Oh, What a Glorious Body

thank you to: http://girlzwithcurves.tumblr.com
thank you to: http://girlzwithcurves.tumblr.com

I recently took a solid fall on the rain-soaked wooden stairs outside my apartment.  It was the kind of fall you dread, as I was paying absolutely no attention as I walked down the rainy steps, and thus fell, without catching myself, onto my back.  It was a fall that knocked the wind out of me, and was hard enough that I had to run through thinking about whether I was actually hurt.

Thankfully, once again, my sturdy body sustained some heavy bruising, and nothing more.  As I hobbled away towards my car, I was hit with a wave of gratitude.  I knew that could have been bad.  I’m a rather clumsy person, and I fall a lot, but that was a bad fall; the kind that damages.

Yet, my body was only slightly phased by it.

I am grateful for this body I have been given.

That statement takes work. You know what I mean. Saying that, meaning that, and repeating that out loud to anyone else, is not the norm.

The other day I was looking through some photos from a recent trip with a friend.  I’d snapped a bunch of photos of my charming friend throughout the weekend, and we were reviewing them (as good friends must do with one another).

As she scrolled through the photos, she scrunched her face a little, and commented, Ugh, I’m just feeling some body shame right now. Is it terrible that I hate how I look in some of these?

I cringed a little. I know exactly what she means. I know the feeling of your heart falling as someone tags you in a harmless photo – and you curse them for showing you what their camera saw. And I wish to goodness I didn’t.

After falling, and feeling the gratitude for my strong, hard-to-break body, I began to ponder our conversation. My friend is a curvy woman like me, and I think that she – both in reality and in photos – is damn sexy. I mean she’s seriously sultry and gorgeous.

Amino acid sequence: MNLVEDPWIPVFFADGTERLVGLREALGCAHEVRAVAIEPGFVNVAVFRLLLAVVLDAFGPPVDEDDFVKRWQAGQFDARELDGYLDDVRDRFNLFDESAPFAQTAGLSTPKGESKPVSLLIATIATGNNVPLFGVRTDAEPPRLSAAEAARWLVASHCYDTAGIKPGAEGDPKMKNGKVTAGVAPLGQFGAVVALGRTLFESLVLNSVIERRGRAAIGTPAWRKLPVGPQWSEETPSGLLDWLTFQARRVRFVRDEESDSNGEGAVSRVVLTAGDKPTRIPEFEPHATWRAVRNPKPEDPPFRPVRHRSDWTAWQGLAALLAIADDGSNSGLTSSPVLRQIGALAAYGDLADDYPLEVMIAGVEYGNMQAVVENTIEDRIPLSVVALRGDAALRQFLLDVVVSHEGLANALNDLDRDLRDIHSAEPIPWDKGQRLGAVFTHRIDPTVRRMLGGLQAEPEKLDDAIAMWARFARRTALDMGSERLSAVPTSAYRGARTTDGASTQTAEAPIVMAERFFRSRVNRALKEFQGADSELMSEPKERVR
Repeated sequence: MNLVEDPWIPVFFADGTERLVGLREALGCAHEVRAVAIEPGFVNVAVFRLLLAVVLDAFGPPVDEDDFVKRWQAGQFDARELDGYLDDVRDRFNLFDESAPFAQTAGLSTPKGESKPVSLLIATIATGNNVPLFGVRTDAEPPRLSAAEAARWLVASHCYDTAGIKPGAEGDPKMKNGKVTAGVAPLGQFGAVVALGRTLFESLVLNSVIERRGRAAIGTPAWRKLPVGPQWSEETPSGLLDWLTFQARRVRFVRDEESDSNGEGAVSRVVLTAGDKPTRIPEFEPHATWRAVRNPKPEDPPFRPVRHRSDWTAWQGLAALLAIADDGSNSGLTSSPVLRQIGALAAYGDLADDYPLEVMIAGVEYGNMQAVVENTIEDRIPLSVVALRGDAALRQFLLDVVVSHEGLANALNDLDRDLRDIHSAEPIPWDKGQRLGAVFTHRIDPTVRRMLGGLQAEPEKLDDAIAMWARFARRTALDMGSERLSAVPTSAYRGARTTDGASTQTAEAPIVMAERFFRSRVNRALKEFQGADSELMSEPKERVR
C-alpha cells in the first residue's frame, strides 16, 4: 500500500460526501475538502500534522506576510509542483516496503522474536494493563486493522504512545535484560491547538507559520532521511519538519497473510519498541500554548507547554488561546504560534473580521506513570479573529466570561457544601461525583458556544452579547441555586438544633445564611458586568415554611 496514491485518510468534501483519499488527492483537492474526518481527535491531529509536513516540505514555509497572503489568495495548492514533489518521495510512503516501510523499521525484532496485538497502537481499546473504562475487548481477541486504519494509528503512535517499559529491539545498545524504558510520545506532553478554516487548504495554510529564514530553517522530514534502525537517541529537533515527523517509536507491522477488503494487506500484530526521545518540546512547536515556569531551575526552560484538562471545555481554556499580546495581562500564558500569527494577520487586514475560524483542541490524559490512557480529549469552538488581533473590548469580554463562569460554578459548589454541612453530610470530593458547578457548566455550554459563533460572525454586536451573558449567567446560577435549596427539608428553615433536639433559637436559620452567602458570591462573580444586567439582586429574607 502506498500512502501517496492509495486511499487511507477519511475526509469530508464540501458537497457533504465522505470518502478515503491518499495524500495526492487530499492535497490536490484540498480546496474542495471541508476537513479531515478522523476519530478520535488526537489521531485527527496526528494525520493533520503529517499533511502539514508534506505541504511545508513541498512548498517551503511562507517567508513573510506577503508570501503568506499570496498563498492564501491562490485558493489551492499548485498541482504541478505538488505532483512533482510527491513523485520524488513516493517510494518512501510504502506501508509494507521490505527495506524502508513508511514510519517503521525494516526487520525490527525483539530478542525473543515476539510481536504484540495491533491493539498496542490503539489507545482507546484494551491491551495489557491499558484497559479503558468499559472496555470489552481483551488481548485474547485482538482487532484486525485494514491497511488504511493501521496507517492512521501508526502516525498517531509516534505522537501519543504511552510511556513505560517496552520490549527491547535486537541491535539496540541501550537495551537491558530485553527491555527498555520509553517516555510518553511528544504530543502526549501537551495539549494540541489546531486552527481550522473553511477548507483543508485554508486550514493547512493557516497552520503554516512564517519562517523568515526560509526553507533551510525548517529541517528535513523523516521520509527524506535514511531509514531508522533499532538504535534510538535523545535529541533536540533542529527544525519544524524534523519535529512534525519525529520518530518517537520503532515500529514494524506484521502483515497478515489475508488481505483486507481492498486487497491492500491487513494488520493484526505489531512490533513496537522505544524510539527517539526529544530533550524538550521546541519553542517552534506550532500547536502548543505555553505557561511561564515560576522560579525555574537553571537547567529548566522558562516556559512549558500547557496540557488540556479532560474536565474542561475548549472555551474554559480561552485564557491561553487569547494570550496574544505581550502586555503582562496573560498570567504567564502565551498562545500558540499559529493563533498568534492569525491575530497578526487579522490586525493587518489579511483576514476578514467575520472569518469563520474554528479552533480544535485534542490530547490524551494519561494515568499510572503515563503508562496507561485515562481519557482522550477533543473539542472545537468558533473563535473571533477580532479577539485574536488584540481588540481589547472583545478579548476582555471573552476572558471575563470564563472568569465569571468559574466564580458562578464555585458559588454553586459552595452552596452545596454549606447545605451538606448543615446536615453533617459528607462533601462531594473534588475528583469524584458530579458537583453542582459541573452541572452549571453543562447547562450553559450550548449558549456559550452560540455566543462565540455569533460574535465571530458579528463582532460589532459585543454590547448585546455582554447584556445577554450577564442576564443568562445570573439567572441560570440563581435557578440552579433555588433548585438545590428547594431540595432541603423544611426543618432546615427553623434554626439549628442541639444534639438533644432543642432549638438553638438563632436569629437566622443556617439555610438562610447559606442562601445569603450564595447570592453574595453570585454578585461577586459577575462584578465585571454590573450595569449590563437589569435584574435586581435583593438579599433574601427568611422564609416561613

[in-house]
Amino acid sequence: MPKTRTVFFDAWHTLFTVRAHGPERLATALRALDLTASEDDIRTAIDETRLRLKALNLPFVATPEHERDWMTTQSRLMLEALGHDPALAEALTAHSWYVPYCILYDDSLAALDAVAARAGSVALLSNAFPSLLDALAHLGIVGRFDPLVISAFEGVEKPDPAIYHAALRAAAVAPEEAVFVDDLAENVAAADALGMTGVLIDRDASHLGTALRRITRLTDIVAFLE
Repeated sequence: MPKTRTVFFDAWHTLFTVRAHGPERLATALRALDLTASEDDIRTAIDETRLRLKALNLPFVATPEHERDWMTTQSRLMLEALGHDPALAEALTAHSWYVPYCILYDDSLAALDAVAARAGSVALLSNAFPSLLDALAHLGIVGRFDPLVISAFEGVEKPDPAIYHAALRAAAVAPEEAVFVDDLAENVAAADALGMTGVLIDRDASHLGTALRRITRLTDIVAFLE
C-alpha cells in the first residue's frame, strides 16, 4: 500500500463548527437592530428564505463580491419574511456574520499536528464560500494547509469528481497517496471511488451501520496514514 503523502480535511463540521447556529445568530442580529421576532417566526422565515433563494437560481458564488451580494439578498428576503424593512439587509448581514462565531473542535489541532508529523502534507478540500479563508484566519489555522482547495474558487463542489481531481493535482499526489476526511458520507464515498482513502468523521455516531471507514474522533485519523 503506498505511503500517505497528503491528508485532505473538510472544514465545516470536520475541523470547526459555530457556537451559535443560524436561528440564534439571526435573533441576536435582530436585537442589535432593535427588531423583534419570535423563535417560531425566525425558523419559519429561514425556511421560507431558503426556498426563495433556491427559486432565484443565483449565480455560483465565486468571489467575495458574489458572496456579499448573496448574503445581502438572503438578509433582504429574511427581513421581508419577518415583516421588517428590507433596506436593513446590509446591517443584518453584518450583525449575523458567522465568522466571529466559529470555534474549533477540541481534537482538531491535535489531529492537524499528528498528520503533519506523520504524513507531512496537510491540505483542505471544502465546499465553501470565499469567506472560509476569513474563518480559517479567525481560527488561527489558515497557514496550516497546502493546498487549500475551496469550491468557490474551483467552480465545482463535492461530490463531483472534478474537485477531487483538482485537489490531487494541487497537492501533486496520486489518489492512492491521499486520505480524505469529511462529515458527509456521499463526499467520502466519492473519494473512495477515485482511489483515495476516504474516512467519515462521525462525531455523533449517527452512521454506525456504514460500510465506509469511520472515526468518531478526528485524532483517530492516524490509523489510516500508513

Does she have the body of the models in Vogue magazine? No…but how many of us do? And yet, she is magnetic – photos, reality, “imperfections,” and all.

And I started to wonder.  When I cringe at my own photos, and feel uncomfortable about how I look…who is that serving? Certainly not me. That kind of body self-critique is full of pain. And if I can look at my friend and see how freaking gorgeous she is in photos, why do I have trouble seeing that in myself?

I’ve worked hard to love my body. Fighting both society’s and a familial tendency for body critique makes me feel like a body warrior on my good days.  (But who am I kidding? Somedays I feel nothing like a body warrior…I shrink, I critique, and I border on despair as I look at photos of myself or my sturdy ankles.)

But this is not about negativity. No. This is about overcoming all that shit.

This post is about feeling expansive, loving, and grateful – in our bodies.  For thanking our bodies when we fall down and don’t break.  For eating big green salads and feeling energetic and powerful. For eating pizza and loving every bite.  For trying out a new yoga class – because you can. For climbing up a mountain, until you have to stop, sit down on a rock, and breathe and take in the view (and especially if you do that often, but you still DO IT).

What if every time we saw a photo of ourselves, we just let the negativity pass (it’s just fear, we know)… and then lightened up, and thought, Oh, how perfectly human I am, or Oh, what a brilliant spirit dwells in this body, or Wow, I look [insert positive word -{lovely, sexy, amazing, glorious}]! And we really really meant it. This is one more step in being kind and loving to ourselves.

It may not be a solution. But it is a step. When we are kind and loving to ourselves, and really listen to our bodies, they tell us what they need.  But we can’t hear very well if we’re always critiquing.

So, this week ~ when you see a photo of yourself ~ pause.  Notice your thoughts. Are they gentle, kind, and loving – or are they full of fear, self-criticism, and pain?  Try to become gentler with your thoughts, and start telling yourself another story ~ one filled with wisdom, goodness, intuition, and nourishment.

And when you fall down, try and be extra good to yourself ~ knowing that you are strong and human ~ and we all can heal.

Love, love, love,



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